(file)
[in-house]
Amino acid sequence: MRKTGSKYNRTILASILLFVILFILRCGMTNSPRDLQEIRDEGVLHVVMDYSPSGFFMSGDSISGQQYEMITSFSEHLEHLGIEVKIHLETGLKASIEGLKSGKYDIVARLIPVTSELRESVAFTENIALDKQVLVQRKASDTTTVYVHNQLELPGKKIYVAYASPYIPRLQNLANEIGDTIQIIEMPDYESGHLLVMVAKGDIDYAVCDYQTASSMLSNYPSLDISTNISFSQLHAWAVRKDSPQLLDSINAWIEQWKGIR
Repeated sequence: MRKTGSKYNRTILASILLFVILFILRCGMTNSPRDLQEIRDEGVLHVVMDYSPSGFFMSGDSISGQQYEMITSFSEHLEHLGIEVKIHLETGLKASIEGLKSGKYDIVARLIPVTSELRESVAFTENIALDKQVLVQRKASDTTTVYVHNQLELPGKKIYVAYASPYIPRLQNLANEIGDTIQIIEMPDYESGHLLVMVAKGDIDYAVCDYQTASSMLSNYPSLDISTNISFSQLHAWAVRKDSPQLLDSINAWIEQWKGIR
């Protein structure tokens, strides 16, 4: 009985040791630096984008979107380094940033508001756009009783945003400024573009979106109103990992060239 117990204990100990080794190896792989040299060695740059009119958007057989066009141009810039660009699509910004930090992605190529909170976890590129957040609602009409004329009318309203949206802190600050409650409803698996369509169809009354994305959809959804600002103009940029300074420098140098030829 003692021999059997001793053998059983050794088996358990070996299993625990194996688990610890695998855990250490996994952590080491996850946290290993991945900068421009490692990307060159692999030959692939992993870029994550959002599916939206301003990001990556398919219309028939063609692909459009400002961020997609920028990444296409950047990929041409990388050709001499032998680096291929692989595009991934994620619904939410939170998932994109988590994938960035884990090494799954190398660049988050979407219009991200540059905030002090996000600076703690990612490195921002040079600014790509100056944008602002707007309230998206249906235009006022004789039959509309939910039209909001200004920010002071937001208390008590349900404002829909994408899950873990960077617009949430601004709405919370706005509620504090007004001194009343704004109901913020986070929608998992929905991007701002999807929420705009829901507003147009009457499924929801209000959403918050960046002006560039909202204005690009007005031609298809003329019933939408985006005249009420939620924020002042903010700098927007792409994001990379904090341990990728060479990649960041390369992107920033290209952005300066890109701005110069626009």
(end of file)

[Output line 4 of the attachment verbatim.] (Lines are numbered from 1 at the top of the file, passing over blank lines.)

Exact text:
């Protein structure tokens, strides 16, 4: 009985040791630096984008979107380094940033508001756009009783945003400024573009979106109103990992060239 117990204990100990080794190896792989040299060695740059009119958007057989066009141009810039660009699509910004930090992605190529909170976890590129957040609602009409004329009318309203949206802190600050409650409803698996369509169809009354994305959809959804600002103009940029300074420098140098030829 003692021999059997001793053998059983050794088996358990070996299993625990194996688990610890695998855990250490996994952590080491996850946290290993991945900068421009490692990307060159692999030959692939992993870029994550959002599916939206301003990001990556398919219309028939063609692909459009400002961020997609920028990444296409950047990929041409990388050709001499032998680096291929692989595009991934994620619904939410939170998932994109988590994938960035884990090494799954190398660049988050979407219009991200540059905030002090996000600076703690990612490195921002040079600014790509100056944008602002707007309230998206249906235009006022004789039959509309939910039209909001200004920010002071937001208390008590349900404002829909994408899950873990960077617009949430601004709405919370706005509620504090007004001194009343704004109901913020986070929608998992929905991007701002999807929420705009829901507003147009009457499924929801209000959403918050960046002006560039909202204005690009007005031609298809003329019933939408985006005249009420939620924020002042903010700098927007792409994001990379904090341990990728060479990649960041390369992107920033290209952005300066890109701005110069626009």